After a 2016 season in which McClellin made a remarkably small amount of splash plays on defense, the Patriots were presented with an opportunity to save $2.35 million against on this season’s cap with a post-June 1st release. They kept him, only to see him land on IR before the start of the regular season. They should not pass up such an opportunity again in 2018.

Mike Gillislee

Net cap savings if cut: $1,732,500 — Dead money: $0

Heading into the offseason, just about the only thing going for Gillislee is that he is one of just two running backs, along with James White, who are under contract with the Patriots in 2018. With Rex Burkhead rendering his skill set redundant this year, leading to a lengthy streak of healthy scratches, the more than $1.7 million of cap space his release would create could go a long way towards inking Rex, or current lead-back Dion Lewis, to an agreement.

David Harris

Net cap savings if cut: $1,676,250 — Dead money: $625,000

The possibility that Harris, now an 11-year NFL veteran, would remain a Patriot beyond the 2017 season actually didn’t appear to be as crazy as it sounded prior to details of his two-year contract emerged in late June. There was no roster bonus “trigger” during the first week of the 2018 league year, and the club gave him a $1.5 million signing bonus. However, the team’s future intentions were made clear after Harris logged seven total defensive snaps through the first three weeks. He has also been a healthy scratch three times so far this season, even with the bevy of injuries to the club’s linebacker position.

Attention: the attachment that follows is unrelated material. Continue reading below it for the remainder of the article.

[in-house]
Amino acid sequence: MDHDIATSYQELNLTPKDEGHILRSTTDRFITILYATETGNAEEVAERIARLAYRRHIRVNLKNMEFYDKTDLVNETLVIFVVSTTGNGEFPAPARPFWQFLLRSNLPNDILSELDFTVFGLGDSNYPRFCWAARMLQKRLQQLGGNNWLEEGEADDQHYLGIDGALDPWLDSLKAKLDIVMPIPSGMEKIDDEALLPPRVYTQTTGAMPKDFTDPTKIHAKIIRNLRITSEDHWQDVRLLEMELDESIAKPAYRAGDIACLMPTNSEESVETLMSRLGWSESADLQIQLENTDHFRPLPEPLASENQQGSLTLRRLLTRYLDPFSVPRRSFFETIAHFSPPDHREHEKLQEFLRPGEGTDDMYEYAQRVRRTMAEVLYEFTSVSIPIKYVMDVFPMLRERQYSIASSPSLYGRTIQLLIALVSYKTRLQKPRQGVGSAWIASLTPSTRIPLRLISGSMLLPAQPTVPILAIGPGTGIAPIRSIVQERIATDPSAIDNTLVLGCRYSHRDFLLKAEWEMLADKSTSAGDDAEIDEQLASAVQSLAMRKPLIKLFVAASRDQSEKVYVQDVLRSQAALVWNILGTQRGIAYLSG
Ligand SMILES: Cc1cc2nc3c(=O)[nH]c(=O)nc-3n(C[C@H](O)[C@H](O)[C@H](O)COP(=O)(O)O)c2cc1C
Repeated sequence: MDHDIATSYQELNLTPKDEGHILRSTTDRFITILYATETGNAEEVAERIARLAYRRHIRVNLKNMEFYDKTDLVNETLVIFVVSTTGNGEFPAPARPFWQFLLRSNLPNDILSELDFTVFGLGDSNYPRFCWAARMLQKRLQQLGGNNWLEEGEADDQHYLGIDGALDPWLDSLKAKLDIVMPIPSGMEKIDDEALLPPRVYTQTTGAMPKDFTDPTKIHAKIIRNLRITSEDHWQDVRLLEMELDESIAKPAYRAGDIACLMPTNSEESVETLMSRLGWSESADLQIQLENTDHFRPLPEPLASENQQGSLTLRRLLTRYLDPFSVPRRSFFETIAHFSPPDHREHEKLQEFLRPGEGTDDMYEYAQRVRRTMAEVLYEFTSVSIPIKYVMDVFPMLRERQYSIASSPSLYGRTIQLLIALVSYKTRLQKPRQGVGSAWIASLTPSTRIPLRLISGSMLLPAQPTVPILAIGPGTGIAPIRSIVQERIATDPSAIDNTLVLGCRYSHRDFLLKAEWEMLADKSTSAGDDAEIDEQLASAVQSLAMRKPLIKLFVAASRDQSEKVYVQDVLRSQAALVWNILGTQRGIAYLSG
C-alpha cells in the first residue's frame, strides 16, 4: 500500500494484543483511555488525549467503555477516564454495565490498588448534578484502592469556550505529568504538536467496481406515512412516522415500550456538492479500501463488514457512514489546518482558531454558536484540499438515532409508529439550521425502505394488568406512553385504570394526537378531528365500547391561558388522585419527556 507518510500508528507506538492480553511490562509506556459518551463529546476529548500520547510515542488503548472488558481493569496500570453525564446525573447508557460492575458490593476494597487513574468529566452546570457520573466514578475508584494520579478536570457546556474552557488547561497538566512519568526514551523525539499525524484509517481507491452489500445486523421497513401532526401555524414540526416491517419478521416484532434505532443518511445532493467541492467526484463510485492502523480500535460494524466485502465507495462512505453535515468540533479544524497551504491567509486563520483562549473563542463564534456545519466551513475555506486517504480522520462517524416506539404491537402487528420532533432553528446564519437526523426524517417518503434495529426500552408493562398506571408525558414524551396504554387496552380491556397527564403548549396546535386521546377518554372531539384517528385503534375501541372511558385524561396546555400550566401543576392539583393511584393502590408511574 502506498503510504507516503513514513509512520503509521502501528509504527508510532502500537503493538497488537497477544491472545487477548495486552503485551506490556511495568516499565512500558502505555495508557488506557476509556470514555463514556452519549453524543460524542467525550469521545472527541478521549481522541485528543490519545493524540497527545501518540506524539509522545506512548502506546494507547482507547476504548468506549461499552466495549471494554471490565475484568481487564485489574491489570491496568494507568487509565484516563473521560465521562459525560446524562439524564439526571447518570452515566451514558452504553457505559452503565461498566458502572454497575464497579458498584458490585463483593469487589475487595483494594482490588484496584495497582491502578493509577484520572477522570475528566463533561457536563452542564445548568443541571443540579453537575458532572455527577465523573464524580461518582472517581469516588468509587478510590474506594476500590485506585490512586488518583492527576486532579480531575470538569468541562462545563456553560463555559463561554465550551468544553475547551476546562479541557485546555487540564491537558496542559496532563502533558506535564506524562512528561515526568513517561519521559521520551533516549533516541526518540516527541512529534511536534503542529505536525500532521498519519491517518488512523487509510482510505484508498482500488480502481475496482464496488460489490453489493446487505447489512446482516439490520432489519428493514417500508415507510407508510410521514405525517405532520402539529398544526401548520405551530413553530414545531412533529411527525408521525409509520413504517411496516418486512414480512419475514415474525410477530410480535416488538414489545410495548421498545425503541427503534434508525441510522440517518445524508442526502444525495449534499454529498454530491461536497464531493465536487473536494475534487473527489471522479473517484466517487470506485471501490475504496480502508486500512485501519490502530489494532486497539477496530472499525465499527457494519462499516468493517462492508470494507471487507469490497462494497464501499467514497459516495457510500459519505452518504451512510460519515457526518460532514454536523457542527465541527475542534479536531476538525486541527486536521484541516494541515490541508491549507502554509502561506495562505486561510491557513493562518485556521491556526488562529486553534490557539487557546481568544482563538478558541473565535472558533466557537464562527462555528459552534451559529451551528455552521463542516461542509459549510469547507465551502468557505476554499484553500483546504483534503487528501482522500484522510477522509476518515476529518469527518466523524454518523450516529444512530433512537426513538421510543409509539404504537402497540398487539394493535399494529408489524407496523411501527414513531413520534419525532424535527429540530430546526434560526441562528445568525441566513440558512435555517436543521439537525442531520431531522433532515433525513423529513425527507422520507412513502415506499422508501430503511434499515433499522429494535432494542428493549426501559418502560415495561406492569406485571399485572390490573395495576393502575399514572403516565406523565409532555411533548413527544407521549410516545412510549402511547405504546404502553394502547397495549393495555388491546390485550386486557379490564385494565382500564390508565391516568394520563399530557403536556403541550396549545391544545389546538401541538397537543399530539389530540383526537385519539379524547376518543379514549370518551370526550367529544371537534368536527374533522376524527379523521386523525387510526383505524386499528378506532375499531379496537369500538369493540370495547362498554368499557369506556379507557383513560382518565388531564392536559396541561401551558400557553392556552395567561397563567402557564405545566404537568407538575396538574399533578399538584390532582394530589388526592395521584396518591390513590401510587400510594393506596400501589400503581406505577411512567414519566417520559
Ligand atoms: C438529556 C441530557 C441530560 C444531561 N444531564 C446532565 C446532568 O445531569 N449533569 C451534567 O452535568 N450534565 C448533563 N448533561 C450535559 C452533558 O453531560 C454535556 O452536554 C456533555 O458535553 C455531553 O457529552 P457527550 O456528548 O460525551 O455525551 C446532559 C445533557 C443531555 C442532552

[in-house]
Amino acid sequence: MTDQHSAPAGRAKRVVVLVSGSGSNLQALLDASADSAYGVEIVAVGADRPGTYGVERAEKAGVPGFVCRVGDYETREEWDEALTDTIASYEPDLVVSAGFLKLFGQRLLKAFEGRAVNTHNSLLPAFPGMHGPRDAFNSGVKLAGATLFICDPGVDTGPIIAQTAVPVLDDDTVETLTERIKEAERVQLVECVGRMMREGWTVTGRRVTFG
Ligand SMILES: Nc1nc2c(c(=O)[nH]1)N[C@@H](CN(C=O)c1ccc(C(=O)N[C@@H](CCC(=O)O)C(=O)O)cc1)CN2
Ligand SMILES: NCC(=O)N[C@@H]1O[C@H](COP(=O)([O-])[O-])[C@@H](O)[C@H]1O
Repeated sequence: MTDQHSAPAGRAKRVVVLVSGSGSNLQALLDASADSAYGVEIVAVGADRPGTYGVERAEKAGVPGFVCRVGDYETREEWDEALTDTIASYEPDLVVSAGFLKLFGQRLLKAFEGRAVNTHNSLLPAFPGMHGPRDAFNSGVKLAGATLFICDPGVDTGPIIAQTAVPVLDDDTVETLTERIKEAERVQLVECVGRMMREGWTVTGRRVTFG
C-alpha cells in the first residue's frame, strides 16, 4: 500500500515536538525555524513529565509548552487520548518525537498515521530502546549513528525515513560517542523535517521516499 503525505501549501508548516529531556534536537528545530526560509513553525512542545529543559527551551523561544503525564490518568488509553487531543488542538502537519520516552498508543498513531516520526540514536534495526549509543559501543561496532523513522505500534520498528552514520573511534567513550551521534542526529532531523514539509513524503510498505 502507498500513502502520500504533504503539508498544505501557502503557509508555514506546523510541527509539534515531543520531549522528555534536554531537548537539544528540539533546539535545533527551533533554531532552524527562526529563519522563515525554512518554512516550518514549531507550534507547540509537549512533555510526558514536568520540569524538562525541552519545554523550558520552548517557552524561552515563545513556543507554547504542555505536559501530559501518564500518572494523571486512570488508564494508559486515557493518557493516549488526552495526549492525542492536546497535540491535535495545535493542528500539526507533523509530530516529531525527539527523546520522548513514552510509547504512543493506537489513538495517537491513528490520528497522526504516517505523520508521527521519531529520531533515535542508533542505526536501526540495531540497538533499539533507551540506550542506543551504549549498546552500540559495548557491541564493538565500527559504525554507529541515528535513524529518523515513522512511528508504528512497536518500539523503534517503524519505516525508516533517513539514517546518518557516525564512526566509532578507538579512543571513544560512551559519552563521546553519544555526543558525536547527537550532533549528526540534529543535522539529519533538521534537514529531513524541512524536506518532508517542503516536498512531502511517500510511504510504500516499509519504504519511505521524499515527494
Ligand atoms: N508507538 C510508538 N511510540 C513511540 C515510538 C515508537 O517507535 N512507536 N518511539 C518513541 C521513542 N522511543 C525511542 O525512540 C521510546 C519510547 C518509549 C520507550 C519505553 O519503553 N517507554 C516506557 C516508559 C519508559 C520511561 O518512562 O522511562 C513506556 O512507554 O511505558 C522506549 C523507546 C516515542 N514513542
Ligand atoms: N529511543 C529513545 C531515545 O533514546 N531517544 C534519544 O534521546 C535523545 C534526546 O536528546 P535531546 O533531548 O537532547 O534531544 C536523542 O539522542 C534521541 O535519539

Phillip Dorsett

Net cap savings if cut: $1,064,373 — Dead money: $0

Despite having ample opportunity, the production just isn’t there for Dorsett. The former first-round draft choice has just 12 targets in 306 offensive snaps — a percentage lower than Dwayne Allen’s. And without providing any additional value on specials teams, it’s tough to make a case for him in 2018 given that his release would add over $1 million in cap space.

Kenny Britt

Net cap savings if cut: $973,125 — Dead money: $0

The Patriots and Britt are just getting acquainted with each other, and by all accounts the big-bodied veteran pass-catcher is immersing himself in the playbook — including the other wide receiver positions, as he was only utilized as an “X” in Cleveland. Given what his skill set could potentially bring to the offense, the $1.5-2 million in cash he could earn in 2018 is quite modest. $150,000 is due to him in the form of a roster bonus on the first day of the league year, so if the team feels the fit just isn’t right, they can save almost $1 million on next year’s cap with his release.

Jordan Richards

Net cap savings if cut: $221,294 — Dead money: $239,827

We’ve seen enough, right? It’s time to move on from the Stanford product, and the positive cap savings is simply a bonus. A release would place Richards squarely in the growing “bust” category of notable second-round draft selections under Bill Belichick — a section of the draft that has also yielded Patriot stars like Rob Gronkowski, Sebastian Vollmer, and Jamie Collins.


Just for fun, here is a list of Patriots who, if released, would create additional net cap space in 2018.

***Disclaimer: Under no circumstances is this list to be considered predictive.***

Follow Brian Phillips on Twitter — @BPhillips_PP